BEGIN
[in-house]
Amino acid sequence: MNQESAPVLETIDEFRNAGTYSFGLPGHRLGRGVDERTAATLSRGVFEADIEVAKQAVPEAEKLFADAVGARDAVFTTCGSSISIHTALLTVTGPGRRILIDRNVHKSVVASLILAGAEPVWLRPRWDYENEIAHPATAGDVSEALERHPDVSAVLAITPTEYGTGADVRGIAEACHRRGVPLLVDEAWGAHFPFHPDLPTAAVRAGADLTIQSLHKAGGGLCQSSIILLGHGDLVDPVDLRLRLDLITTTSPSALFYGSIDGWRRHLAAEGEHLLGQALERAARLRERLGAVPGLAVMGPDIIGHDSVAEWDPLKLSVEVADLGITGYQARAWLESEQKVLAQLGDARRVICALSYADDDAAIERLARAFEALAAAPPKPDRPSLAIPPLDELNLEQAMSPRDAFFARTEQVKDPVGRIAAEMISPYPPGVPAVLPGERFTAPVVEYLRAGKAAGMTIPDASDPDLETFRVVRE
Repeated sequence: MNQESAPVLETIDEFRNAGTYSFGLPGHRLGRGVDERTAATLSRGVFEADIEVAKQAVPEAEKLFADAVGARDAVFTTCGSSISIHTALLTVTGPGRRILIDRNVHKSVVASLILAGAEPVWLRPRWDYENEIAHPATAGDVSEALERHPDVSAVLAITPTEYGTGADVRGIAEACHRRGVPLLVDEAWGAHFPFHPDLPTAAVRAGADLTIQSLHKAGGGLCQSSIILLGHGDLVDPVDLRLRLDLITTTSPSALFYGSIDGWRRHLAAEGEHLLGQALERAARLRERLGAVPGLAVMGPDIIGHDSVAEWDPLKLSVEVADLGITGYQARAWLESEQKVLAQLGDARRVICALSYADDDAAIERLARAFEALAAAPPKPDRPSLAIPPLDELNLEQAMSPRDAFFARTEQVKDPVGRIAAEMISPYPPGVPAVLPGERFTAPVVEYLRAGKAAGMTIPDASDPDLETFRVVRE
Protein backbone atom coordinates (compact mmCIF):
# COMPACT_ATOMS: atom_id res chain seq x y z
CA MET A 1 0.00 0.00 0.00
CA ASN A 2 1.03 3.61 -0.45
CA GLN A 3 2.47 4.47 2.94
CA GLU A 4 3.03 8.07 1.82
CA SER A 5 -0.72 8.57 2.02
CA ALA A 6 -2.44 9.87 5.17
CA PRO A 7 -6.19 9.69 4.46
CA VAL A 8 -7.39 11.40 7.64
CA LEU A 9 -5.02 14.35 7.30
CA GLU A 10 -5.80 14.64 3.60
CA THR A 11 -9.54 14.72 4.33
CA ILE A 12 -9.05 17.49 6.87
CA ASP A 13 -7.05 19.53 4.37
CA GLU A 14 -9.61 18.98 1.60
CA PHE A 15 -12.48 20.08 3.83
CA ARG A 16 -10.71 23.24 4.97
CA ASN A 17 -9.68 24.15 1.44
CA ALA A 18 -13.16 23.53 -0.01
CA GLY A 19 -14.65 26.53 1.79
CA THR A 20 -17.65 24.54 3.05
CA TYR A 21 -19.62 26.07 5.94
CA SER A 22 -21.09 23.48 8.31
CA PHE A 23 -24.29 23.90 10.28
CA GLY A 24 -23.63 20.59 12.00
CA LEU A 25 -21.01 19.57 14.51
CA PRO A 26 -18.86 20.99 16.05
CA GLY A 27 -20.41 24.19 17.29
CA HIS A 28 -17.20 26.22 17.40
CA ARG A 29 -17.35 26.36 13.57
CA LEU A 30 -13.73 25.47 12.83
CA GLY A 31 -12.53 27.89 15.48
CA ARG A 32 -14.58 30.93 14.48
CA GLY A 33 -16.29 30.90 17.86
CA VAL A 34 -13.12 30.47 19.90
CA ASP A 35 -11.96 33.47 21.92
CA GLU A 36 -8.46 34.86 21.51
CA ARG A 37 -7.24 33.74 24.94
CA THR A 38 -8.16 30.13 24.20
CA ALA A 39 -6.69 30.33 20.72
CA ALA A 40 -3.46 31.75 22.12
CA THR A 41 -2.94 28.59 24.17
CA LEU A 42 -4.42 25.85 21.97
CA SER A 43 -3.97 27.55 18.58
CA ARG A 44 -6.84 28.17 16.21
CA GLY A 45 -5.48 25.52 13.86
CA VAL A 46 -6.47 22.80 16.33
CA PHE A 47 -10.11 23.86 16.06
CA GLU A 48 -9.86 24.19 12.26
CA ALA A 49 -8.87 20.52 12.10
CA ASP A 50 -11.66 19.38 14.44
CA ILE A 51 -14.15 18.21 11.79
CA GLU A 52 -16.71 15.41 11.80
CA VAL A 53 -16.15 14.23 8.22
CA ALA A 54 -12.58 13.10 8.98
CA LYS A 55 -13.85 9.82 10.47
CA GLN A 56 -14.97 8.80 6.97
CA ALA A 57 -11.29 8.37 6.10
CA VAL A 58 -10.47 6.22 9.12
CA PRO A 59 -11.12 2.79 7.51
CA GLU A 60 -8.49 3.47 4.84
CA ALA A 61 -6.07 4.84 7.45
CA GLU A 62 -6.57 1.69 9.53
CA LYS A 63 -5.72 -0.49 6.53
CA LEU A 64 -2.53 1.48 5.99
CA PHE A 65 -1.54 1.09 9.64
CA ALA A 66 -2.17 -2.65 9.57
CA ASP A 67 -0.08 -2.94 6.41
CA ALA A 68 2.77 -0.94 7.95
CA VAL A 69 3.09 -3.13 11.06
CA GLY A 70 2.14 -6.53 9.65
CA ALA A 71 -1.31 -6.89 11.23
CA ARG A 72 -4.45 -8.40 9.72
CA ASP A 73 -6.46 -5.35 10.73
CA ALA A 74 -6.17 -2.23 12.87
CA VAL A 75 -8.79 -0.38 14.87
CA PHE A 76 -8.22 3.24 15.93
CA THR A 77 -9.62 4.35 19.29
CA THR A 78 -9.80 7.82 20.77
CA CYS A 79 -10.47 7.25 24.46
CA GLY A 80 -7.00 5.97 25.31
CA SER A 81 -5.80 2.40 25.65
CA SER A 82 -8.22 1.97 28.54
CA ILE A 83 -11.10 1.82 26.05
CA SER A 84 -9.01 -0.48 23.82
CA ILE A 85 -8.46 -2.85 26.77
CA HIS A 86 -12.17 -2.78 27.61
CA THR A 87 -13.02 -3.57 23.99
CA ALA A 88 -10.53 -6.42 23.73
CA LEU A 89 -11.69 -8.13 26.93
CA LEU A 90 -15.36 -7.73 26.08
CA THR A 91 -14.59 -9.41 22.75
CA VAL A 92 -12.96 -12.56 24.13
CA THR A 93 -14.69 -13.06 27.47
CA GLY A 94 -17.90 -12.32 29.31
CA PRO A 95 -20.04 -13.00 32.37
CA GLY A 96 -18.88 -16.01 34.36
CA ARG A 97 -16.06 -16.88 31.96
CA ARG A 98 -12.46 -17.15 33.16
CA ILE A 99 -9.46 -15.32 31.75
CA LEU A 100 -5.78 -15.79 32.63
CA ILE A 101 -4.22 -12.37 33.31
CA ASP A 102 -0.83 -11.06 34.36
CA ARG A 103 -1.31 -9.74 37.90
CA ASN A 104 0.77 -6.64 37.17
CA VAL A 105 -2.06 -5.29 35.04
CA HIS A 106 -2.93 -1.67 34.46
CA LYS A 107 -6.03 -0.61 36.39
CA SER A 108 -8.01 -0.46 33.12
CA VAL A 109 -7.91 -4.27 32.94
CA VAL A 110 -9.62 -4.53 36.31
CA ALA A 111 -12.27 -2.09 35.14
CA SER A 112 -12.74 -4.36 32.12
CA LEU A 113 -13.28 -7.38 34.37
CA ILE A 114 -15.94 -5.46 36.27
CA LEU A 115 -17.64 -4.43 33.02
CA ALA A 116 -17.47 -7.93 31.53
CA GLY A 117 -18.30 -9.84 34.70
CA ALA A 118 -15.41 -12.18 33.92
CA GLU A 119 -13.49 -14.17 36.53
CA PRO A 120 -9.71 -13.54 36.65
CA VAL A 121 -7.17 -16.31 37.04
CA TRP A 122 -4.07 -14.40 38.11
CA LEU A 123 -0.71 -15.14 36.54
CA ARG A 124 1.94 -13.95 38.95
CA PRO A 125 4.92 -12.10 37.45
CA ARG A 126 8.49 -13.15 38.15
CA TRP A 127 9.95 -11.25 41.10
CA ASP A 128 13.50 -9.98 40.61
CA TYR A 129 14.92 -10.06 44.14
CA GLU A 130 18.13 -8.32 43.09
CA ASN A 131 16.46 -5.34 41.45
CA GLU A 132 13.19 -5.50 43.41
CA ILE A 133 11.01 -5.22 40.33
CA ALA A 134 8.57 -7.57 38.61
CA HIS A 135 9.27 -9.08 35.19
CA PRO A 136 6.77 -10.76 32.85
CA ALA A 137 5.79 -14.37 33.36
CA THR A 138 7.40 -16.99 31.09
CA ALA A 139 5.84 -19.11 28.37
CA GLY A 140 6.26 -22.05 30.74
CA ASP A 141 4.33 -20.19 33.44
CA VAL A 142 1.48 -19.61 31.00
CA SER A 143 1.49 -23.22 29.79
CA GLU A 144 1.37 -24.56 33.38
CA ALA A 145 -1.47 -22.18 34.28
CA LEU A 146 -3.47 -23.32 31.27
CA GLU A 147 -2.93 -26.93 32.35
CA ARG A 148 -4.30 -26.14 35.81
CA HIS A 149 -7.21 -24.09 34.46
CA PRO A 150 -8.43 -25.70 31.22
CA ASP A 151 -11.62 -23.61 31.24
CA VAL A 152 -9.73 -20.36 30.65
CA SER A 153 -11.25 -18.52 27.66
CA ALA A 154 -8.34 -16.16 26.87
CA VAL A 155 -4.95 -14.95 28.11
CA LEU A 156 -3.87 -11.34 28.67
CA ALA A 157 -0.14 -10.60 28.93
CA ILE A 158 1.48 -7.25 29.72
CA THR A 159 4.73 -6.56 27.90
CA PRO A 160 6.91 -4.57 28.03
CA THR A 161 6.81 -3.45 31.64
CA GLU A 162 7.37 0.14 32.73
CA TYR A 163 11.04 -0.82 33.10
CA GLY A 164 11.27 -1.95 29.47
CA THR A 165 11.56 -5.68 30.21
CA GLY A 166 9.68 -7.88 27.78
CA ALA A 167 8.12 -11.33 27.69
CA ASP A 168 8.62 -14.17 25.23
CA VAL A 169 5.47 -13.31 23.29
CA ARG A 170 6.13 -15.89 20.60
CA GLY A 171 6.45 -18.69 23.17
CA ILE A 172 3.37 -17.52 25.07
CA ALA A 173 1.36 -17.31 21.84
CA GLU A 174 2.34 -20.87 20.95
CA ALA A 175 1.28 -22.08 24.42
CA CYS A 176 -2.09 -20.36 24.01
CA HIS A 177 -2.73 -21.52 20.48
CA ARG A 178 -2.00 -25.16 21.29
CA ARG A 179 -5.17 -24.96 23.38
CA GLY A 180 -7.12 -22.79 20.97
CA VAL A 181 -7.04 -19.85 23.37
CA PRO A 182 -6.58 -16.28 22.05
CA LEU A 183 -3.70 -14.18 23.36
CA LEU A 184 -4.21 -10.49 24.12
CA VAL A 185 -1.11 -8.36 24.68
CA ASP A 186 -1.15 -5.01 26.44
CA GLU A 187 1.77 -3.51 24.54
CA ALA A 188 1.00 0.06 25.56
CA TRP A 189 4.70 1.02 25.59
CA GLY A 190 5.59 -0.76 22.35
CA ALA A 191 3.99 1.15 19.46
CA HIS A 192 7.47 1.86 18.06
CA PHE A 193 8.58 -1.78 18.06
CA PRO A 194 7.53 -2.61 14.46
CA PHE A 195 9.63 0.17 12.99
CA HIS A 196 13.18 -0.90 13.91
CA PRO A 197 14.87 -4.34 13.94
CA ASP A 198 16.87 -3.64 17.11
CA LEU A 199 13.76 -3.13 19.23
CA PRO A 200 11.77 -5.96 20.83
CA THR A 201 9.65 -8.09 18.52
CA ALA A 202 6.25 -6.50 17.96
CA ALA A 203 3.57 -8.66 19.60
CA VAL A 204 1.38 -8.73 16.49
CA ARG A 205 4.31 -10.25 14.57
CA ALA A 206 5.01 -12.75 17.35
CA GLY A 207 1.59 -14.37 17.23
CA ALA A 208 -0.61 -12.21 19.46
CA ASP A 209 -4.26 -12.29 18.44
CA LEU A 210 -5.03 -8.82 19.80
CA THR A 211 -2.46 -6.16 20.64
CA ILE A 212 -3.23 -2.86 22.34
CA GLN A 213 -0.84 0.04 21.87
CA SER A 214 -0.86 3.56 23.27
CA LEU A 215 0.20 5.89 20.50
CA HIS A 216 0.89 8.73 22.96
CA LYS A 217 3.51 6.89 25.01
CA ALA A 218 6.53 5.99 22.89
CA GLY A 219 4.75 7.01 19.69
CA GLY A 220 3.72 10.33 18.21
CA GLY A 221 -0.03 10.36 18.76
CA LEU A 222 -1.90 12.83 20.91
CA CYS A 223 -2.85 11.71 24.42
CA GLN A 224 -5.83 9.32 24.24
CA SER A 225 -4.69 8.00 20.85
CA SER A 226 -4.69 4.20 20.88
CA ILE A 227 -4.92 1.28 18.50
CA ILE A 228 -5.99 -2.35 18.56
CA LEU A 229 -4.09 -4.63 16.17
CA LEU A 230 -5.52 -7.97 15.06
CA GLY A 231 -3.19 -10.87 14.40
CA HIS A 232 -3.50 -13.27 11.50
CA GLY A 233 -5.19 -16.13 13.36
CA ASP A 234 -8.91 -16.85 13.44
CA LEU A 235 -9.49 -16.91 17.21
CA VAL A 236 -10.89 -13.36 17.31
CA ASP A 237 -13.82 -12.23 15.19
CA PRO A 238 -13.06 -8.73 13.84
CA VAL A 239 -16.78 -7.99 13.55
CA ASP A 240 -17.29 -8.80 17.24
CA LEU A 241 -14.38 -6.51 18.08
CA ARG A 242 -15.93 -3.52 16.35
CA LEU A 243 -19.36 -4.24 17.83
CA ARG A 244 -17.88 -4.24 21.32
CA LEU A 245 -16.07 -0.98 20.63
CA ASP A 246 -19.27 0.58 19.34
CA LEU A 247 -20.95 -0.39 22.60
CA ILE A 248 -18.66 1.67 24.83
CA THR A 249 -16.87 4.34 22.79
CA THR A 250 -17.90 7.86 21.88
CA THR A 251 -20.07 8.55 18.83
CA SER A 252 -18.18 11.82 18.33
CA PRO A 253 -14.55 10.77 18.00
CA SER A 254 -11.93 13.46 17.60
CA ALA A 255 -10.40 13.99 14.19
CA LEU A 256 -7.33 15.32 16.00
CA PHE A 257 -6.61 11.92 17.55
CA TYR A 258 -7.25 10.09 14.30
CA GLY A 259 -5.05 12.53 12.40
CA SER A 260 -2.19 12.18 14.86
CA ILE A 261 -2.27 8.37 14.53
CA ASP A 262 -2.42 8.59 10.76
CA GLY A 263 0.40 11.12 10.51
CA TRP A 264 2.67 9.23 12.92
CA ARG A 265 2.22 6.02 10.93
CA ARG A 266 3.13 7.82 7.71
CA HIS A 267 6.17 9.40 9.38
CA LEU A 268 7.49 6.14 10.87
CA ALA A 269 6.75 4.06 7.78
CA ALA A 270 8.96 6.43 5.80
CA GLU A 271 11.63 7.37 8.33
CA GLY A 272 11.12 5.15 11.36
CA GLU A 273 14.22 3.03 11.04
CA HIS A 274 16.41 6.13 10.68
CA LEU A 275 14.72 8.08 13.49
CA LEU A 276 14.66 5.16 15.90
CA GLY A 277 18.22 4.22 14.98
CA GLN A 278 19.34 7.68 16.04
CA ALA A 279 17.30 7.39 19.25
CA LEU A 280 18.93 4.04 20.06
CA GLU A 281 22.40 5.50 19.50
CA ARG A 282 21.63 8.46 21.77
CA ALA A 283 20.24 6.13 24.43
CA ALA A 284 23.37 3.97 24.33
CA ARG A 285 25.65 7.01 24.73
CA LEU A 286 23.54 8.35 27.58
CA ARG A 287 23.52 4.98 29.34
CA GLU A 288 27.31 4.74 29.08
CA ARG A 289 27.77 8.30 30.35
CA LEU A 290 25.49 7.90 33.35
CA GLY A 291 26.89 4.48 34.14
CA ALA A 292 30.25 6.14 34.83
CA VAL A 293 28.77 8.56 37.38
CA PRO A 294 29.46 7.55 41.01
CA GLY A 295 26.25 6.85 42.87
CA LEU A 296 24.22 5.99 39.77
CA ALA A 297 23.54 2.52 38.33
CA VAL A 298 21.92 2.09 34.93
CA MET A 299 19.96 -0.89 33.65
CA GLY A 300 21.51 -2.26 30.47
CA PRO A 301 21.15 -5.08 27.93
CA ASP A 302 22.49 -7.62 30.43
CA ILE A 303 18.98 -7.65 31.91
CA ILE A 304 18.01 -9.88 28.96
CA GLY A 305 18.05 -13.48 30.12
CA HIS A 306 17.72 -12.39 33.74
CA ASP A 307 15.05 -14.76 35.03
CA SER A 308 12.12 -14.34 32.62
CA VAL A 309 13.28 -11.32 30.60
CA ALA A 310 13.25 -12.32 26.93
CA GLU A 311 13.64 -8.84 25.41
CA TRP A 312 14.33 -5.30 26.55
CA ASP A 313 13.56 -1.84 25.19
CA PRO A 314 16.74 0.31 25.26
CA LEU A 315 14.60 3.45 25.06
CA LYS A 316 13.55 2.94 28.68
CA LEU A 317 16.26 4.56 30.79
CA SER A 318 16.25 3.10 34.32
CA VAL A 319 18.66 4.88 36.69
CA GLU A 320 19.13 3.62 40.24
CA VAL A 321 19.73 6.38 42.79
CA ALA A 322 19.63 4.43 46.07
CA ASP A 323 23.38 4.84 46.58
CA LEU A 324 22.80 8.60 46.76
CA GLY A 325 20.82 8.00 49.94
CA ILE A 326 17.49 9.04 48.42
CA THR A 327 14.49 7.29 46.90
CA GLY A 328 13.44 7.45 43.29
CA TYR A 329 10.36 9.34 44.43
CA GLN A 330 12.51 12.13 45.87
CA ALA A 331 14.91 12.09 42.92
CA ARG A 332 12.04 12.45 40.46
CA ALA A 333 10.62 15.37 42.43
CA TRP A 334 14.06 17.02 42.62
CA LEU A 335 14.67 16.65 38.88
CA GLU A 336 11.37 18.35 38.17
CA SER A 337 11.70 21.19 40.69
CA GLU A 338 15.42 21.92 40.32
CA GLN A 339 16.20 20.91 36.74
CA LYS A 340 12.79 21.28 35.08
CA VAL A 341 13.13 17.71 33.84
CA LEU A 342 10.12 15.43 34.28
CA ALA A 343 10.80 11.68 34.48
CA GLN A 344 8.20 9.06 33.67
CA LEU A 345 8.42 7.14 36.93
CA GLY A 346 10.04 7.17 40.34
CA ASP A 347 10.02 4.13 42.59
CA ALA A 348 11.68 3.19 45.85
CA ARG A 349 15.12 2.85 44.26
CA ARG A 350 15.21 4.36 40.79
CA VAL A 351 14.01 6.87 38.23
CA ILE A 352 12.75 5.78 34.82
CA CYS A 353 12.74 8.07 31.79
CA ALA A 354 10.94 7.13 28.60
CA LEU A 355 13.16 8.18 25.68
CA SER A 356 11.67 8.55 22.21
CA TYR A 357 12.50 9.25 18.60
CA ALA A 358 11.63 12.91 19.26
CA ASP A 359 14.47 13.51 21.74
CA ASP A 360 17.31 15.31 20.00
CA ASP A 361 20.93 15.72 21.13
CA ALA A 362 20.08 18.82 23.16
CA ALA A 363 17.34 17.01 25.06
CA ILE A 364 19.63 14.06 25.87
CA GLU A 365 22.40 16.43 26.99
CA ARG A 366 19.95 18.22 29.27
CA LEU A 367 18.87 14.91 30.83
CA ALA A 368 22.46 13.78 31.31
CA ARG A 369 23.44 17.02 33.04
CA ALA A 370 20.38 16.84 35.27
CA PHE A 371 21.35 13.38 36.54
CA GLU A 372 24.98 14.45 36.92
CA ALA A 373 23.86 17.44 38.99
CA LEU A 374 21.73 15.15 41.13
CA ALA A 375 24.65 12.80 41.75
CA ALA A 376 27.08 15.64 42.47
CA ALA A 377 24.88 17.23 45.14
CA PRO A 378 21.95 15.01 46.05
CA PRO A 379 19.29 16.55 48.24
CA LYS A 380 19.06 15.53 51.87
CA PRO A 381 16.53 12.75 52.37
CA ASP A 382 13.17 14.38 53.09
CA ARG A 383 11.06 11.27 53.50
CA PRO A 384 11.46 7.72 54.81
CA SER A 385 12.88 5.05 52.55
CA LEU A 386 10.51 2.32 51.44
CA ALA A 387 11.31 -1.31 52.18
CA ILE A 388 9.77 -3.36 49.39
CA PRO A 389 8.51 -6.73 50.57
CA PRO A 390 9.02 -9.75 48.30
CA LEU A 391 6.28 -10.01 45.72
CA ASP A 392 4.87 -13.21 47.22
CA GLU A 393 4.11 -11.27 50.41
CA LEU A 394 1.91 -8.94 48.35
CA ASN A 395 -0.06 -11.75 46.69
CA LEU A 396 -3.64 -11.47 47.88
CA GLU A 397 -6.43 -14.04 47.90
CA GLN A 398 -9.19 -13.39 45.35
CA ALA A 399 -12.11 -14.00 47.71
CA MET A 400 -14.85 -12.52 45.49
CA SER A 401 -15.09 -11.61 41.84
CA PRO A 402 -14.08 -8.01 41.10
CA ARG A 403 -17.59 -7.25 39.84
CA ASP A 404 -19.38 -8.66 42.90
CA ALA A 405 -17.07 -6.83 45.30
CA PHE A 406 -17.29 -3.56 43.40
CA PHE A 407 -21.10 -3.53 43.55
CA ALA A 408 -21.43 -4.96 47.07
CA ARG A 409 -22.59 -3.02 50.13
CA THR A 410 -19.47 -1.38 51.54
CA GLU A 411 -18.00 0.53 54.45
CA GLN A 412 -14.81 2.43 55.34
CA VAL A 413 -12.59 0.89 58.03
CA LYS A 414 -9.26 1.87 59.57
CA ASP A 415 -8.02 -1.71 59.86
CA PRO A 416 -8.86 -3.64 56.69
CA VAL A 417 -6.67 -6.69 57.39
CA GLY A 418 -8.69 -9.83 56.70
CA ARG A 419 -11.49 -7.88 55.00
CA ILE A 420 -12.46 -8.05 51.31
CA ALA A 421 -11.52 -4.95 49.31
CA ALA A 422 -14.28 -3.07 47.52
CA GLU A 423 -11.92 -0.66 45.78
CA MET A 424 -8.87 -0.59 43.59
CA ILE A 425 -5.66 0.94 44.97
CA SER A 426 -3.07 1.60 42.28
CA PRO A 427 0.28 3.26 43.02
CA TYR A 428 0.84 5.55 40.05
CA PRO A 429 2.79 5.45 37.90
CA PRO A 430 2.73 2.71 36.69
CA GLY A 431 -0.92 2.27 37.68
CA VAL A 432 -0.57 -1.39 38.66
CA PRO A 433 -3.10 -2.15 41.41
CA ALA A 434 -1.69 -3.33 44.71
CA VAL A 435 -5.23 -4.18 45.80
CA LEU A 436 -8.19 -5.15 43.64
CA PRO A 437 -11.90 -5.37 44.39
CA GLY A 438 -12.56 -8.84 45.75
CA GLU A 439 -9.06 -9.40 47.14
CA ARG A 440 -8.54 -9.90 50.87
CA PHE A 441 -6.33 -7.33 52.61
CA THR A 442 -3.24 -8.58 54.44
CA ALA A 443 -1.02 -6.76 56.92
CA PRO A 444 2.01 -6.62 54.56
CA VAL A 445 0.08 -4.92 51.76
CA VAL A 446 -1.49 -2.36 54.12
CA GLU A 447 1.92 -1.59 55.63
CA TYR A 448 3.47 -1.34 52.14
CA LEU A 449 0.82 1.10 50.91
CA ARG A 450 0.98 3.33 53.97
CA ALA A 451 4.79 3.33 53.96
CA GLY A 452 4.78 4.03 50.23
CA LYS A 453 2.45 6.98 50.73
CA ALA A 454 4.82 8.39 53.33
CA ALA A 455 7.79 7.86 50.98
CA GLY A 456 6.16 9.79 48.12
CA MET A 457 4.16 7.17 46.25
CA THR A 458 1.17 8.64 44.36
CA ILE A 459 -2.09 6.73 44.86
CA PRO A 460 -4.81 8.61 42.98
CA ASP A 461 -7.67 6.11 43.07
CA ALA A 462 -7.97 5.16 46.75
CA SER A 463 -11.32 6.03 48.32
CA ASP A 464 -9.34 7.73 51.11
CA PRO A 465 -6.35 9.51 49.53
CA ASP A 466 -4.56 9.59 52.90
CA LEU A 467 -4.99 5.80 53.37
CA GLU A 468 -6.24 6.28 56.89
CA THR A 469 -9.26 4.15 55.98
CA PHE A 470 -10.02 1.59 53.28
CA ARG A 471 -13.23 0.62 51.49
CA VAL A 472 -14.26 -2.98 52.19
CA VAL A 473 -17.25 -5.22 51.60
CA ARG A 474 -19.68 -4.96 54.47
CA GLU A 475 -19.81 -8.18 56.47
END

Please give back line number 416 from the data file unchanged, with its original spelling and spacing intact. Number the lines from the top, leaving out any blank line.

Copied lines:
CA GLU A 411 -18.00 0.53 54.45